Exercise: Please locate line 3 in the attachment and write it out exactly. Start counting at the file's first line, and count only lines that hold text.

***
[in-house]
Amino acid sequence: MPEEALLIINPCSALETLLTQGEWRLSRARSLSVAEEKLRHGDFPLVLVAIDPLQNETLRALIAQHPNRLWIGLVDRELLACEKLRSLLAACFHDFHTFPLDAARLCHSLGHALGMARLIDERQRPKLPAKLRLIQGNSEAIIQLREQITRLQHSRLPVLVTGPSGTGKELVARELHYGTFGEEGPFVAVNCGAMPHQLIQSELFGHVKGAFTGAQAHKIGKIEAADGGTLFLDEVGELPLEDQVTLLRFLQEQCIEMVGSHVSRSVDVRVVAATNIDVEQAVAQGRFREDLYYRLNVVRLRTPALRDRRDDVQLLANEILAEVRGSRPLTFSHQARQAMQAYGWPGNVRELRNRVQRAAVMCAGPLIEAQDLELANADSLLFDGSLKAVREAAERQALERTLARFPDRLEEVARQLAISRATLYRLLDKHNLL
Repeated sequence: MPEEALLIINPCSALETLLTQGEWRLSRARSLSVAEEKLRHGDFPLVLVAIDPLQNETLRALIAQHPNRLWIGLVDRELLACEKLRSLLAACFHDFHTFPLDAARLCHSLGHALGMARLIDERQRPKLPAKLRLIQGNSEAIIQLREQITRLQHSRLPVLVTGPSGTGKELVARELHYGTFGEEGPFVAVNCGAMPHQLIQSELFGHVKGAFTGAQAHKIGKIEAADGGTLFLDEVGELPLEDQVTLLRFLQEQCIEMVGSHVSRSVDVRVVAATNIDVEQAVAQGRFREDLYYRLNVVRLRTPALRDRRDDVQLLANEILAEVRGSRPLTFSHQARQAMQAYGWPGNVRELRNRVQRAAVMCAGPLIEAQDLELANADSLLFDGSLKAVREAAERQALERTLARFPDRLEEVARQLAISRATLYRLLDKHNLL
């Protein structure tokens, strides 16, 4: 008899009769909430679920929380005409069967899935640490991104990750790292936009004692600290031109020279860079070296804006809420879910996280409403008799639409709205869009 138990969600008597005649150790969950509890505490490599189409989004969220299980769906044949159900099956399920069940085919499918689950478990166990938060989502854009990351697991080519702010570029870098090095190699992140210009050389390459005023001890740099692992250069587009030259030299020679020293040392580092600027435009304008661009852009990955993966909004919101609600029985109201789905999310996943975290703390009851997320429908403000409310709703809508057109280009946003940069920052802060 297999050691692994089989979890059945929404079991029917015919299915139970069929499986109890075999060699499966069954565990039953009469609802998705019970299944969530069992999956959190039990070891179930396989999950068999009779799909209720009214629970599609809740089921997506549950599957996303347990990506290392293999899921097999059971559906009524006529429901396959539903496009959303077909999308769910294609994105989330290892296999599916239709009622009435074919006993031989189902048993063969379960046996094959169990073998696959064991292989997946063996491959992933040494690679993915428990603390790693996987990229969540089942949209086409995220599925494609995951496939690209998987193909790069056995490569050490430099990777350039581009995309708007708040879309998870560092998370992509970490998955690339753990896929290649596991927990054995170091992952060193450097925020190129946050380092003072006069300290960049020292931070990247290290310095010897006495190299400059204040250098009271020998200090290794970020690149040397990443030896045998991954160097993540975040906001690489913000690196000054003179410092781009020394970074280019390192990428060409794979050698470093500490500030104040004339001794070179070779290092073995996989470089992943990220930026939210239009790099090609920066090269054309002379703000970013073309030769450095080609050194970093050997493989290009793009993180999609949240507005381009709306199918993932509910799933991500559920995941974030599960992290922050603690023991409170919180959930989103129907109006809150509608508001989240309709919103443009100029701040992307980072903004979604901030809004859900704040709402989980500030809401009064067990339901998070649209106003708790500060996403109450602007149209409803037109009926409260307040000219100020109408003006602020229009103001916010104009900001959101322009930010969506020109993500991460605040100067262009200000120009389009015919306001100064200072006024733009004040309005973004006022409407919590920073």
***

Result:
Repeated sequence: MPEEALLIINPCSALETLLTQGEWRLSRARSLSVAEEKLRHGDFPLVLVAIDPLQNETLRALIAQHPNRLWIGLVDRELLACEKLRSLLAACFHDFHTFPLDAARLCHSLGHALGMARLIDERQRPKLPAKLRLIQGNSEAIIQLREQITRLQHSRLPVLVTGPSGTGKELVARELHYGTFGEEGPFVAVNCGAMPHQLIQSELFGHVKGAFTGAQAHKIGKIEAADGGTLFLDEVGELPLEDQVTLLRFLQEQCIEMVGSHVSRSVDVRVVAATNIDVEQAVAQGRFREDLYYRLNVVRLRTPALRDRRDDVQLLANEILAEVRGSRPLTFSHQARQAMQAYGWPGNVRELRNRVQRAAVMCAGPLIEAQDLELANADSLLFDGSLKAVREAAERQALERTLARFPDRLEEVARQLAISRATLYRLLDKHNLL